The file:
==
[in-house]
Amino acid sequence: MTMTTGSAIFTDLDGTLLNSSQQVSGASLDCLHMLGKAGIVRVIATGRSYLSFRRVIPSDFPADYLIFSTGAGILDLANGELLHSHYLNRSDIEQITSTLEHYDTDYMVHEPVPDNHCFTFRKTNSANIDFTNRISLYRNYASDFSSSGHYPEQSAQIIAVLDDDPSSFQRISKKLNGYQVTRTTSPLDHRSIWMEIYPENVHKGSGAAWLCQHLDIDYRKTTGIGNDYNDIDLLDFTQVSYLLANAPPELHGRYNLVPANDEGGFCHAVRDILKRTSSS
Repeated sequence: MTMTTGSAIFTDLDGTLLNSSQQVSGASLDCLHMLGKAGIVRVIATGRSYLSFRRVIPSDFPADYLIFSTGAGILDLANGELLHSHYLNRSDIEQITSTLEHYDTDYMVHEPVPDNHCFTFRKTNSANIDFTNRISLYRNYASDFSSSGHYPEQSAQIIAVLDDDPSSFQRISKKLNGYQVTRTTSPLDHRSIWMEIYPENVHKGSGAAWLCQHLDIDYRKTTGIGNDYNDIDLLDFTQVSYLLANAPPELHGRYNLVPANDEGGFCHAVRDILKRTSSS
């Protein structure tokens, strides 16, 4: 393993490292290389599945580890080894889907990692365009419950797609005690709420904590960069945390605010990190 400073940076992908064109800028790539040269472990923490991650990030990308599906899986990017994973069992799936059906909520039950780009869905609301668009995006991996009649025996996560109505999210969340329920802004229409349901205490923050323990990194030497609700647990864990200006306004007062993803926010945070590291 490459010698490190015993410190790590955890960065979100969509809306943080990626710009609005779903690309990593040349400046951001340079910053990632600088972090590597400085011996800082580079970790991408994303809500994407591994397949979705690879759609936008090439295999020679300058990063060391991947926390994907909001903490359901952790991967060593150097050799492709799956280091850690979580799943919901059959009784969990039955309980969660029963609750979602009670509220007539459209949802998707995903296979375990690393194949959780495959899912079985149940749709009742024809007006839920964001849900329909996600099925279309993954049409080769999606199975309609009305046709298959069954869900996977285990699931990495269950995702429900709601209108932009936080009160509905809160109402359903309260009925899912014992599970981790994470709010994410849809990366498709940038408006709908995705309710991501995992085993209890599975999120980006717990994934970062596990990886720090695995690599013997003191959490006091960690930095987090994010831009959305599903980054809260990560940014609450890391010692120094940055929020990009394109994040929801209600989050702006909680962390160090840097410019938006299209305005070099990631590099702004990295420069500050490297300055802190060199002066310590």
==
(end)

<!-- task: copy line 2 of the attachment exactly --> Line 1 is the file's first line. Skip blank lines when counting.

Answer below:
Amino acid sequence: MTMTTGSAIFTDLDGTLLNSSQQVSGASLDCLHMLGKAGIVRVIATGRSYLSFRRVIPSDFPADYLIFSTGAGILDLANGELLHSHYLNRSDIEQITSTLEHYDTDYMVHEPVPDNHCFTFRKTNSANIDFTNRISLYRNYASDFSSSGHYPEQSAQIIAVLDDDPSSFQRISKKLNGYQVTRTTSPLDHRSIWMEIYPENVHKGSGAAWLCQHLDIDYRKTTGIGNDYNDIDLLDFTQVSYLLANAPPELHGRYNLVPANDEGGFCHAVRDILKRTSSS